Yet the current environment has brought accelerating change and complexity, and by implication, pharma companies need to look for innovative new approaches and cutting-edge strategies for success. The list of potential solutions and still-open questions facing the industry includes such topics as beyond-the-pill services, mobile health and finding new “centers of influence”—people and organizations that can boost market access and credibility—as well as the ways in which the industry will define the “end game” going forward, both as a group and for individual companies.
Big pharma companies face an additional challenge as well: defending their market positions against emerging pharma and biotech businesses. According to EvaluatePharma, the top 15 pharma companies are expected to see their combined market share decline from 56% in 2014 to 48% by 2020. [Ref. 1]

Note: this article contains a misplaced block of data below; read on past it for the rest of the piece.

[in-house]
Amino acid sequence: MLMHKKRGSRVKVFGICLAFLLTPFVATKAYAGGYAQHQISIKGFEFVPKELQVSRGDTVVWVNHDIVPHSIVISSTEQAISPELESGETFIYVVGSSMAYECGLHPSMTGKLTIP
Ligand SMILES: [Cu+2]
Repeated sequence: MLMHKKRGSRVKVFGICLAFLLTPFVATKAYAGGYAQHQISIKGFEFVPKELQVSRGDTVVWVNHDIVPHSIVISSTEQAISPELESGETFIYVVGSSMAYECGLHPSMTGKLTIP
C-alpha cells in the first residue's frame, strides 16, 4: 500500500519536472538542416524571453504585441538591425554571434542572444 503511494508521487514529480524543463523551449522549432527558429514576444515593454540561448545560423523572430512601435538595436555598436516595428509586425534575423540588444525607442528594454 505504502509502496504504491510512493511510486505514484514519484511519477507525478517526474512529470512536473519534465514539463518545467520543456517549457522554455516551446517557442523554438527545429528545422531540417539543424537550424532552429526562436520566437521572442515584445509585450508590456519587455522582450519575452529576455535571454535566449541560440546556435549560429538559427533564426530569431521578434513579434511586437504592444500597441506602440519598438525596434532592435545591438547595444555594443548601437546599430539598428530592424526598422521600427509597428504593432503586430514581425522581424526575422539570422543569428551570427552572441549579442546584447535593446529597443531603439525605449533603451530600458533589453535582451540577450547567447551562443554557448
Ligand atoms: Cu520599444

To survive—and even embrace—the changes, large pharma businesses need an honest self-assessment, asking themselves if they have the right mix of skills and experience at board level. This paper offers five key categories of insights into board structure and composition to help answer and resolve that question.
1. Board remit and effectiveness
Top pharma boards are performing—and need to perform—an increasingly vital role in debating and
challenging company strategy
Yet those directors we interviewed indicated that issues relating to governance and financial risk still seem to take up excessive amounts of the agenda and time in board meetings, leaving insufficient opportunity to discuss and debate strategy and innovation, which are the lifeblood of any successful organization